Advertisement
YOU ARE HERE: LAT HomeCollections

Arrest is made in '87 O.C. slaying

Shooting was the first of several with ties to a Santa Ana topless bar.

May 28, 2008|David Haldane and Mike Anton | Times Staff Writers

Jimmy Casino, once Orange County's strip club king, was like a character out of a James Ellroy novel, a slick-talking swindler who met his end with a bullet to the back of the head.

The execution-style 1987 killing at his Buena Park condominium was widely regarded as Orange County's most notorious unsolved murder. Until now, authorities say.

Richard C. Morris Jr., 54, was charged Tuesday with murder for financial gain during the commission of a robbery -- special circumstances that could lead to the death penalty. He is being held at Santa Ana City Jail.

A two-page criminal complaint offers scant details about the case or what led prosecutors to Morris, who had been living in Hawaii for a decade before being arrested last week and quietly extradited to Orange County.

The killing of Casino, whose real name was James Lee Stockwell, was among a spate of violence that punctuated a battle over control of the Mustang Topless Theater in Santa Ana during the late 1980s.

Three months after Casino was gunned down, one of the club's financial backers was blinded by a bullet to the head -- a crime for which two Mafia figures were convicted and handed long sentences. A Mustang bouncer was killed the following year in a parking lot. The club was torched in a pair of arsons just weeks apart.

At the center of it all was Casino, a high school dropout from Pomona whose criminal resume included tax evasion, mail fraud, counterfeiting, conspiracy, extortion and theft.

His business ventures and scams were as varied as his rap sheet, and included health spas and a chain of hot dog stands that never materialized after he swindled investors. He often bragged about his mob connections.

"The image of an up-and-coming gangster," a former Los Angeles County sheriff's deputy once said of him.

The blond, blue-eyed Casino was flamboyant and extravagant -- and something of a contradiction.

He thought of himself as a cowboy and dressed in Western-style clothes, but drove a Rolls-Royce. He lived with topless dancers, but read the Bible to them and cautioned them to stay away from drugs. While guests partied the night away at discotheques, he drank soda but picked up the bill.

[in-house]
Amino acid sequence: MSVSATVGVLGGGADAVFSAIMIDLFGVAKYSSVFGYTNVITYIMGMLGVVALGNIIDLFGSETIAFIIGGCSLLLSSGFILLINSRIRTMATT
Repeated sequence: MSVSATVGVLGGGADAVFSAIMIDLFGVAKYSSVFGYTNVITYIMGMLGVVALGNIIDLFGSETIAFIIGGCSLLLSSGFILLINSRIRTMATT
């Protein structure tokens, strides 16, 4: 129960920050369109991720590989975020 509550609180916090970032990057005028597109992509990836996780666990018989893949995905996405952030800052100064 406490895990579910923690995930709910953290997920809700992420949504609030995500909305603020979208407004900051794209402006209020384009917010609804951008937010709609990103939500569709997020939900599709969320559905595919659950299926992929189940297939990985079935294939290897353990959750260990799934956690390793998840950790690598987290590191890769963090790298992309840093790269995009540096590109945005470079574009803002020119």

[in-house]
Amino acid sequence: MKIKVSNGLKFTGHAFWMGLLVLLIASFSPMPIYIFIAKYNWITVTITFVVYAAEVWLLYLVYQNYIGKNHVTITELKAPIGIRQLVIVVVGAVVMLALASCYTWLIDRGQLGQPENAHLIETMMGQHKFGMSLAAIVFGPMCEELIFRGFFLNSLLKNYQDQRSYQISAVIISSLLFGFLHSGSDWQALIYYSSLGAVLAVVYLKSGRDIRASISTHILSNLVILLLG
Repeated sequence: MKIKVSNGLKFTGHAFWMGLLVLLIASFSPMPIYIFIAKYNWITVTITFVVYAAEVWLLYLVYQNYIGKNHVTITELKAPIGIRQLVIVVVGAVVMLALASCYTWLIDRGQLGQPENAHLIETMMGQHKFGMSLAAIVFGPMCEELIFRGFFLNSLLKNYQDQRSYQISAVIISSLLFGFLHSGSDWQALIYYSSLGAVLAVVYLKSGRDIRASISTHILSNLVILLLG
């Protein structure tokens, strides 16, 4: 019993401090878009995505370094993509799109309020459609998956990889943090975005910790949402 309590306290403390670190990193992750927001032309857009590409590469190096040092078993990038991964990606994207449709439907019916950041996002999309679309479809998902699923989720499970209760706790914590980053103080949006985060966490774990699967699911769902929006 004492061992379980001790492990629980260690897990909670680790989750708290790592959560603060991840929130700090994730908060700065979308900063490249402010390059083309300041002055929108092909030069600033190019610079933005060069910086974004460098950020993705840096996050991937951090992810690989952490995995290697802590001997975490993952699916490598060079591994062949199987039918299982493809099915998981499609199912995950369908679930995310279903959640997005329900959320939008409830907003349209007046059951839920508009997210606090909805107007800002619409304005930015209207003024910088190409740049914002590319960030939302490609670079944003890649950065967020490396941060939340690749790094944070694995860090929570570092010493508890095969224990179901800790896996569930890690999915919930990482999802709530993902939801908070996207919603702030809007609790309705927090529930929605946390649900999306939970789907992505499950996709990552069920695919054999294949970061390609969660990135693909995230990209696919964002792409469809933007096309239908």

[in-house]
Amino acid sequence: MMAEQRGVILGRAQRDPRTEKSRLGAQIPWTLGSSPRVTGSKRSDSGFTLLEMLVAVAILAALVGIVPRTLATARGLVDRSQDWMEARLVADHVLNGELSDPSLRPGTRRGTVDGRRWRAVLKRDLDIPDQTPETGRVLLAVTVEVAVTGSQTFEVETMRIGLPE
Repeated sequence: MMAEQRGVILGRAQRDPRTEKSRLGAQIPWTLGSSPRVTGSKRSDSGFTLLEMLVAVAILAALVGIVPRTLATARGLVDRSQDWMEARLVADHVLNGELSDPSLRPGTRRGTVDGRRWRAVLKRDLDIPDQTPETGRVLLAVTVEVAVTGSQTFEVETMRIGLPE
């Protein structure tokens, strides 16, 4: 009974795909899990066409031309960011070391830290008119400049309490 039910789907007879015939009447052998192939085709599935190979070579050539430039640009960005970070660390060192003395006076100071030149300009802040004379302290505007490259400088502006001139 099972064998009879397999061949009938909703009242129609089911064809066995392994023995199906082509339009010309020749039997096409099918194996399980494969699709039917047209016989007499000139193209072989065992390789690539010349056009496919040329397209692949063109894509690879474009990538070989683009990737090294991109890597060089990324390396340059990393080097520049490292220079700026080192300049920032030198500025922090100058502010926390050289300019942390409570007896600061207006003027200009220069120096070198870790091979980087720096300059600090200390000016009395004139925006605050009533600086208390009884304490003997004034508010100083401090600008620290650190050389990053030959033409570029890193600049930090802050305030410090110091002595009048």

Casino's spendthrift ways contributed to his downfall, authorities have said. He owed money to a lot of people -- presumably some of them the wrong people. At the time of his death, the Mustang owed nearly $500,000 in unpaid federal payroll taxes and the bar's lease was about to expire.

On Jan. 2, 1987, two intruders broke into Casino's luxury condominium, tied up and raped his 22-year-old girlfriend and gathered up furs, jewelry and credit cards. They then shot Casino at close range and drove off in his Camaro and a Mercedes-Benz. He was 48.

A spokeswoman for the Orange County district attorney's office declined to discuss the case against Morris.

His arrest may have stemmed from a DNA match following a 2005 DUI arrest in Hawaii. "He was sentenced to five years' probation and weekends in jail," said Daryl Huff, a reporter at KITV-TV, an ABC affiliate in Honolulu, who covered last week's arrest.

Huff said Morris was living in a house in Waipahu, about 10 miles west of Honolulu, with a number of animals and several people, including his fiancee and a disabled brother for whom he provided care.

Morris, he said, was unemployed but worked on and off as a tattoo artist and had been charged over the years with a number of alcohol-related offenses.

"He's really nice," fiancee Debbie Chow, 40, who has lived with Morris for three years, told The Times. "When the mail gets mixed up, he goes around to clear it all up and give the neighbors their packages. Once he found a bank card and went out of his way to track down its owner."

She said that Morris had never discussed his past and that she had never heard of Jimmy Casino.

"I'm waiting for his call so he can tell me," Chow said. "We don't know what to do now; a lot of people right now are devastated."

--

david.haldane@latimes.com

mike.anton@latimes.com

Advertisement
Los Angeles Times Articles
|
|
|